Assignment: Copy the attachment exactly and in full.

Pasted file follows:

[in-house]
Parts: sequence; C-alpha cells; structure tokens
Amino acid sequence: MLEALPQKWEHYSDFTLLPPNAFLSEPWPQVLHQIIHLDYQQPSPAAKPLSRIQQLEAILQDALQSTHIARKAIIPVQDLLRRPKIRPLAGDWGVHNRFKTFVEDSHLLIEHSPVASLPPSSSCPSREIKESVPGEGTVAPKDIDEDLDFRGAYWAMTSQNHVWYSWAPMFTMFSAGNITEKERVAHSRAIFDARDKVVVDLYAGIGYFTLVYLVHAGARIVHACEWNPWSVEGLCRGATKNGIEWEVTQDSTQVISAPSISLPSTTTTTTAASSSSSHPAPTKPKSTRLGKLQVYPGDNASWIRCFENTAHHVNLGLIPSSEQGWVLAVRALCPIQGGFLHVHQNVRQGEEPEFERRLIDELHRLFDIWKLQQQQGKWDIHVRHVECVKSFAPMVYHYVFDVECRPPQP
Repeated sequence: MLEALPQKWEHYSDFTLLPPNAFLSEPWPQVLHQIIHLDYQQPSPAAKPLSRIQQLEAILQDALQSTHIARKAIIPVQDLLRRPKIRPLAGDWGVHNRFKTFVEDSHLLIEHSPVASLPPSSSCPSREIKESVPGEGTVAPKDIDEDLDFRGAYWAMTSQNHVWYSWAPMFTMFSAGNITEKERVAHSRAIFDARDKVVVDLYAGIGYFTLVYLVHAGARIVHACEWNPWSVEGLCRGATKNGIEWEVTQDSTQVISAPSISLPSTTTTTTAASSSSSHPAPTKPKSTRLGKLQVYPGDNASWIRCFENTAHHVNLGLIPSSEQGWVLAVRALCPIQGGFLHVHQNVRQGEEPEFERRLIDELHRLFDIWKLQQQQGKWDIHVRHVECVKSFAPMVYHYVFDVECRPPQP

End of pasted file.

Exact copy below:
[in-house]
Parts: sequence; C-alpha cells; structure tokens
Amino acid sequence: MLEALPQKWEHYSDFTLLPPNAFLSEPWPQVLHQIIHLDYQQPSPAAKPLSRIQQLEAILQDALQSTHIARKAIIPVQDLLRRPKIRPLAGDWGVHNRFKTFVEDSHLLIEHSPVASLPPSSSCPSREIKESVPGEGTVAPKDIDEDLDFRGAYWAMTSQNHVWYSWAPMFTMFSAGNITEKERVAHSRAIFDARDKVVVDLYAGIGYFTLVYLVHAGARIVHACEWNPWSVEGLCRGATKNGIEWEVTQDSTQVISAPSISLPSTTTTTTAASSSSSHPAPTKPKSTRLGKLQVYPGDNASWIRCFENTAHHVNLGLIPSSEQGWVLAVRALCPIQGGFLHVHQNVRQGEEPEFERRLIDELHRLFDIWKLQQQQGKWDIHVRHVECVKSFAPMVYHYVFDVECRPPQP
Repeated sequence: MLEALPQKWEHYSDFTLLPPNAFLSEPWPQVLHQIIHLDYQQPSPAAKPLSRIQQLEAILQDALQSTHIARKAIIPVQDLLRRPKIRPLAGDWGVHNRFKTFVEDSHLLIEHSPVASLPPSSSCPSREIKESVPGEGTVAPKDIDEDLDFRGAYWAMTSQNHVWYSWAPMFTMFSAGNITEKERVAHSRAIFDARDKVVVDLYAGIGYFTLVYLVHAGARIVHACEWNPWSVEGLCRGATKNGIEWEVTQDSTQVISAPSISLPSTTTTTTAASSSSSHPAPTKPKSTRLGKLQVYPGDNASWIRCFENTAHHVNLGLIPSSEQGWVLAVRALCPIQGGFLHVHQNVRQGEEPEFERRLIDELHRLFDIWKLQQQQGKWDIHVRHVECVKSFAPMVYHYVFDVECRPPQP